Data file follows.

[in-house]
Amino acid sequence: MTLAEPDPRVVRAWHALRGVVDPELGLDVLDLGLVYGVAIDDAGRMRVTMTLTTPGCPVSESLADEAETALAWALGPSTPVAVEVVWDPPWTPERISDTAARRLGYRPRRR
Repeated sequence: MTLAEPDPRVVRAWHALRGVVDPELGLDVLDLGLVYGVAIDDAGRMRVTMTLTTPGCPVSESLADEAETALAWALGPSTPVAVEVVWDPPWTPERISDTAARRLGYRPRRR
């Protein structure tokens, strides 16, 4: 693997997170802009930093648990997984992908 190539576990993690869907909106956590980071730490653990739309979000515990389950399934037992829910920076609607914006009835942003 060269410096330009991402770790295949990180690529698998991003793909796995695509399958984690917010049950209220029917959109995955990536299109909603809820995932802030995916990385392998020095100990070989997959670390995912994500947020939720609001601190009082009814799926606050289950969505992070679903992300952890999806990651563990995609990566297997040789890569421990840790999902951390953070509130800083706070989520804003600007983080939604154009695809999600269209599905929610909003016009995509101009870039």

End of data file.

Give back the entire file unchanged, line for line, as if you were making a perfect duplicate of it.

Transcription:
[in-house]
Amino acid sequence: MTLAEPDPRVVRAWHALRGVVDPELGLDVLDLGLVYGVAIDDAGRMRVTMTLTTPGCPVSESLADEAETALAWALGPSTPVAVEVVWDPPWTPERISDTAARRLGYRPRRR
Repeated sequence: MTLAEPDPRVVRAWHALRGVVDPELGLDVLDLGLVYGVAIDDAGRMRVTMTLTTPGCPVSESLADEAETALAWALGPSTPVAVEVVWDPPWTPERISDTAARRLGYRPRRR
């Protein structure tokens, strides 16, 4: 693997997170802009930093648990997984992908 190539576990993690869907909106956590980071730490653990739309979000515990389950399934037992829910920076609607914006009835942003 060269410096330009991402770790295949990180690529698998991003793909796995695509399958984690917010049950209220029917959109995955990536299109909603809820995932802030995916990385392998020095100990070989997959670390995912994500947020939720609001601190009082009814799926606050289950969505992070679903992300952890999806990651563990995609990566297997040789890569421990840790999902951390953070509130800083706070989520804003600007983080939604154009695809999600269209599905929610909003016009995509101009870039």